A 32-year-old woman comes to your office for help with her recurrent migraines, which she’s had since her early 20s. She is otherwise healthy and active. She is frustrated over the frequency of her migraines and the debilitation they cause. She has tried prophylactic medications in the past, but stopped taking them because of the adverse effects. What do you recommend for treatment?
Daily preventive medication can be helpful for chronic migraine sufferers whose headaches have a significant impact on their lives and who have a goal of reducing headache frequency or severity, disability, and/or avoiding acute headache medication escalation.2 An estimated 38% of patients with migraines are appropriate candidates for prophylactic therapy, but only 3% to 13% are taking preventive medications.3
Evidence-based guidelines from the American Academy of Neurology and the American Headache Society state that antiepileptic drugs (divalproex sodium, sodium valproate, topiramate) and many beta-blockers (metoprolol, propranolol, timolol) are effective and should be recommended for migraine prevention (level A recommendation; based on ≥2 class I trials).2 Medications such as antidepressants (amitriptyline, venlafaxine) and other beta-blockers (atenolol, nadolol) are probably effective and can be considered (level B recommendation; based on one class I trial or 2 class II trials).2 However, adverse effects, such as somnolence, are listed as frequent with amitriptyline and occasional to frequent with topiramate.4
Researchers have investigated melatonin before. But a 2010 double-blind, crossover, randomized controlled trial (RCT) of 46 patients with 2 to 7 migraine attacks per month found no significant difference in reduction of headache frequency with extended-release melatonin 2 mg taken one hour before bed compared to placebo over an 8-week period.5
Melatonin tops amitriptyline in >50% improvement in headache frequency
This RCT conducted in Brazil compared the effectiveness of melatonin to amitriptyline and placebo for migraine prevention in 196 adults (ages 18-65 years) with chronic migraines.1 Eligible patients had a history of at least 3 migraine attacks or 4 migraine headache days per month. Patients were randomized to take identically-appearing melatonin 3 mg, amitriptyline 25 mg, or placebo nightly. The investigators appear to have concealed allocation adequately, and used double-blinding.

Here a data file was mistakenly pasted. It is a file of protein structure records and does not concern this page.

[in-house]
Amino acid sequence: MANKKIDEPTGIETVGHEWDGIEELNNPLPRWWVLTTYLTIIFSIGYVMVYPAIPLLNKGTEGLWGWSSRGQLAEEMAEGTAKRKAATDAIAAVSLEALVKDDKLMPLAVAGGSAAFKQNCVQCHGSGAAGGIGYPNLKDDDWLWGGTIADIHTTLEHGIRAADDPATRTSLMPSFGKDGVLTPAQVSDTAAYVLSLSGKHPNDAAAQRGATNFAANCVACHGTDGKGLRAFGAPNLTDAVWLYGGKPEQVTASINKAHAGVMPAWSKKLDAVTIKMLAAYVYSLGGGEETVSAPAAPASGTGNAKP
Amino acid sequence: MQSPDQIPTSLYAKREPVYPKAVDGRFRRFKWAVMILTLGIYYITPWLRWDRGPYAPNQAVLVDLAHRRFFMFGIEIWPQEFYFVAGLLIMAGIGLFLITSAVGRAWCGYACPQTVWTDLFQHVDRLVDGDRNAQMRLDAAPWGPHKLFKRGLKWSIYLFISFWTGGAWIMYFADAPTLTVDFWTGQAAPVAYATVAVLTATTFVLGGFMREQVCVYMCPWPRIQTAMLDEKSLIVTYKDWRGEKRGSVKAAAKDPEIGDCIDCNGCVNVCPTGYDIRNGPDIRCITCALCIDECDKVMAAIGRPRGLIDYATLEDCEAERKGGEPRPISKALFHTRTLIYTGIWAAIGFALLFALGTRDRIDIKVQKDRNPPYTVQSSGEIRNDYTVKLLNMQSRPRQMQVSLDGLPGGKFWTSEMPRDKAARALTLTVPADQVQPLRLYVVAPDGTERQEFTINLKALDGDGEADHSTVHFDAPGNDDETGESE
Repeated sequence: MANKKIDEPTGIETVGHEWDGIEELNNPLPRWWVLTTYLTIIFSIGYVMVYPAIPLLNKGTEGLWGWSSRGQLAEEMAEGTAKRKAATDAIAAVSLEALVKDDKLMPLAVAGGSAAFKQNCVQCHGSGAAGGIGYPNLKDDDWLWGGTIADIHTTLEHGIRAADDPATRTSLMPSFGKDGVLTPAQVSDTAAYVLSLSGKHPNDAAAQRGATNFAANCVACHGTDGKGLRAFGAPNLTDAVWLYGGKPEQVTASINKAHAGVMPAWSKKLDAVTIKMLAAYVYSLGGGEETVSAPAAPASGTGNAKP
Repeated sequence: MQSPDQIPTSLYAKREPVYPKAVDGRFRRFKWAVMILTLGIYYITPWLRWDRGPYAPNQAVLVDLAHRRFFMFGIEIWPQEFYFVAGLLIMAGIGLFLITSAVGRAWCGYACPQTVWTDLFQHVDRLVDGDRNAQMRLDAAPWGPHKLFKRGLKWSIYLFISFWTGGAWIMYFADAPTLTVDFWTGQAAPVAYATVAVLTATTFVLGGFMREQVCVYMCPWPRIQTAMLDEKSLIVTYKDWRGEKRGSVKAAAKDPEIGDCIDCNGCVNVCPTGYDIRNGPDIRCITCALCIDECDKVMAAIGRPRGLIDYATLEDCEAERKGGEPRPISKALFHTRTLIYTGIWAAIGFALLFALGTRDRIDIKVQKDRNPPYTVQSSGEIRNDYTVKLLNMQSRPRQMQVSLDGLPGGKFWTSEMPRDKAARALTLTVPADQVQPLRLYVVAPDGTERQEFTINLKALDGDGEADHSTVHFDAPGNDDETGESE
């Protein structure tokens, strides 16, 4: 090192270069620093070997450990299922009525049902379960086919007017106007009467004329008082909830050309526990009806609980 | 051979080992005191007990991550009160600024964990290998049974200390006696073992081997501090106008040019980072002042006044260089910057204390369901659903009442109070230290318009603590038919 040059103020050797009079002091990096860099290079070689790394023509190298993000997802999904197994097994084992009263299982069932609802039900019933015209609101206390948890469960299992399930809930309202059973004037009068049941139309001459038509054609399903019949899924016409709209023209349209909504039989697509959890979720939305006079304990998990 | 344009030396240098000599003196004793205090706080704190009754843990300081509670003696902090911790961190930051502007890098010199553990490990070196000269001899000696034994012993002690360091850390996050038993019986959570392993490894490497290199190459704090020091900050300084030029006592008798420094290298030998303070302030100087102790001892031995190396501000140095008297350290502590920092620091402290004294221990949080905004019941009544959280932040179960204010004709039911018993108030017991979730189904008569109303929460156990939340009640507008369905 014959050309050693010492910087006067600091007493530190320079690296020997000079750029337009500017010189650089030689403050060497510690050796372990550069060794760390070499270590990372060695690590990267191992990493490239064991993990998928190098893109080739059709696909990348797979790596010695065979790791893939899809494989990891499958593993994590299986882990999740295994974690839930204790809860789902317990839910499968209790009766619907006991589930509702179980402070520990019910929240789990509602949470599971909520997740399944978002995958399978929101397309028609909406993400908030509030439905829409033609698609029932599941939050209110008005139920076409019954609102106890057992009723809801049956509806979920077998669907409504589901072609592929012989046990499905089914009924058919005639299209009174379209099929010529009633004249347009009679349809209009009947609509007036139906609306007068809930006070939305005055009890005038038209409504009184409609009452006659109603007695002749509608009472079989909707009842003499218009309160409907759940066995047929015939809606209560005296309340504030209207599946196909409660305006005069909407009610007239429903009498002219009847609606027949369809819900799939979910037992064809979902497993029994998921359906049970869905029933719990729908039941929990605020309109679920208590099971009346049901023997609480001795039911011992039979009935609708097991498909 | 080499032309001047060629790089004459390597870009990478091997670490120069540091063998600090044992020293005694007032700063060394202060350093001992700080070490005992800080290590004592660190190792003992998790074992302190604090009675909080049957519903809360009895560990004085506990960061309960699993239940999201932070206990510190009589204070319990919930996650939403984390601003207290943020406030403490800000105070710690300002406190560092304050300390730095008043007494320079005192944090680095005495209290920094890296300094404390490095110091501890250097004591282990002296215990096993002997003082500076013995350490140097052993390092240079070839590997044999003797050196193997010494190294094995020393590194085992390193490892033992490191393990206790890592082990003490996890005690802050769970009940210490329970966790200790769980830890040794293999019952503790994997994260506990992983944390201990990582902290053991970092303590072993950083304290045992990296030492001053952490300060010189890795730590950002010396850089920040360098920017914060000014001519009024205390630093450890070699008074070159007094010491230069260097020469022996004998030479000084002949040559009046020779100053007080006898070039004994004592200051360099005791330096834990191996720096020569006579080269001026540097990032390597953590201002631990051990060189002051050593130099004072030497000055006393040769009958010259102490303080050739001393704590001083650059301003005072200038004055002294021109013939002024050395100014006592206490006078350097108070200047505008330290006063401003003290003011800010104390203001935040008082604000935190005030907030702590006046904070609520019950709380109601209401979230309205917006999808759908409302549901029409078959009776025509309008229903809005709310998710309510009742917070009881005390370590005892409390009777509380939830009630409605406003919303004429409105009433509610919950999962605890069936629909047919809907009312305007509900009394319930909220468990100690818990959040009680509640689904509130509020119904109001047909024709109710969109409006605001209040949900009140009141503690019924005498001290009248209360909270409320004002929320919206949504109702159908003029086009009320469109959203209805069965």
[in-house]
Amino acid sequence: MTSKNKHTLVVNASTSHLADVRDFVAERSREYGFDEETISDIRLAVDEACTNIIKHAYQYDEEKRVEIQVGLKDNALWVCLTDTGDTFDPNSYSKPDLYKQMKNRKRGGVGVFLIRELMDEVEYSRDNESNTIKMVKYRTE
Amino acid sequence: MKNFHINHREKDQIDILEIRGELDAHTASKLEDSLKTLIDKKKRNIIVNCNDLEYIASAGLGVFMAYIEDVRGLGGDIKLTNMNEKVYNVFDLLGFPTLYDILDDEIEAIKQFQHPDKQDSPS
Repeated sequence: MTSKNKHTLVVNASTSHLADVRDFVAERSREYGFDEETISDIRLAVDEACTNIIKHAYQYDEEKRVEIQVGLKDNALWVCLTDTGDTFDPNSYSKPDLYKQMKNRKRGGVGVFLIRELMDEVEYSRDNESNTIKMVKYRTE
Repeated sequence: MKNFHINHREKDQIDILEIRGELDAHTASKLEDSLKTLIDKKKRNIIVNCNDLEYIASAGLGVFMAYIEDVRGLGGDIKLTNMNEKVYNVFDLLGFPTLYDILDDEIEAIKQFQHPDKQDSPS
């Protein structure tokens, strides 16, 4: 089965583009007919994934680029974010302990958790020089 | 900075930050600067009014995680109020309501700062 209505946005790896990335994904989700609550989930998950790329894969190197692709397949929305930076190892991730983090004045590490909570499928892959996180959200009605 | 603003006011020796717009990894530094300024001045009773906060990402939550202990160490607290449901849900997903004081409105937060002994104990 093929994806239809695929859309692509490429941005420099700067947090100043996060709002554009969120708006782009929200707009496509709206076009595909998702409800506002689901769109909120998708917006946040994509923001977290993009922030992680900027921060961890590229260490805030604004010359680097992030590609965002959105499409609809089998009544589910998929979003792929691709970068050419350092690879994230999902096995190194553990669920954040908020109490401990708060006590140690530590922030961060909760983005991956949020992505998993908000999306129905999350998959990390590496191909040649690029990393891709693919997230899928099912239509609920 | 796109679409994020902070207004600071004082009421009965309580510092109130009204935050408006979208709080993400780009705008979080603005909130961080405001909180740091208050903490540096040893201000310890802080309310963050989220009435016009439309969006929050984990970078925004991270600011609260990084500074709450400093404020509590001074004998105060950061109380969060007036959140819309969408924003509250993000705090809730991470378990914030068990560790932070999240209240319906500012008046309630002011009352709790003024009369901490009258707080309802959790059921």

The primary outcome was the number of headache days per month, comparing baseline with the 4 weeks of treatment. Secondary endpoints included reduction in migraine intensity, duration, number of analgesics used, and percentage of patients with more than 50% reduction in migraine headache days.
Compared to placebo, headache days per month were reduced in both the melatonin group (6.2 days vs 4.6 days, respectively; mean difference [MD], -1.6; 95% confidence interval [CI], -2.4 to -0.9) and the amitriptyline group (6.2 days vs 5 days, respectively; MD, -1.1; 95% CI, -1.5 to -0.7) at 12 weeks, based on intention-to-treat analysis. Mean headache intensity (0-10 pain scale) was also lower at 12 weeks in the melatonin group (4.8 vs 3.6; MD, -1.2; 95% CI, -1.6 to -0.8) and in the amitriptyline group (4.8 vs 3.5; MD, -1.3; 95% CI, -1.7 to -0.9), when compared to placebo.
Headache duration (hours/month) at 12 weeks was reduced in both groups (amitriptyline MD, -4.4 hours; 95% CI, -5.1 to -3.9; melatonin MD, -4.8 hours; 95% CI, -5.7 to -3.9), as was the number of analgesics used (amitriptyline MD, -1; 95% CI, -1.5 to -0.5; melatonin MD, -1; 95% CI, -1.4 to -0.6) when compared to placebo. There was no significant difference between the melatonin and amitriptyline groups for these outcomes.
Patients taking melatonin were more likely to have a >50% improvement in headache frequency compared to amitriptyline (54% vs 39%; number needed to treat [NNT]=7; P<.05); melatonin worked much better than placebo (54% vs 20%; NNT=3; P<.01).
Adverse events were reported more often in the amitriptyline group than in the melatonin group (46 vs 16; P<.03) with daytime sleepiness being the most frequent complaint (41% of patients in the amitriptyline group vs 18% of the melatonin group; number needed to harm [NNH]=5). There was no significant difference in adverse events between melatonin and placebo (16 vs 17; P=not significant). Melatonin resulted in weight loss (mean, -0.14 kg), whereas those taking amitriptyline gained weight (+0.97 kg; P<.01).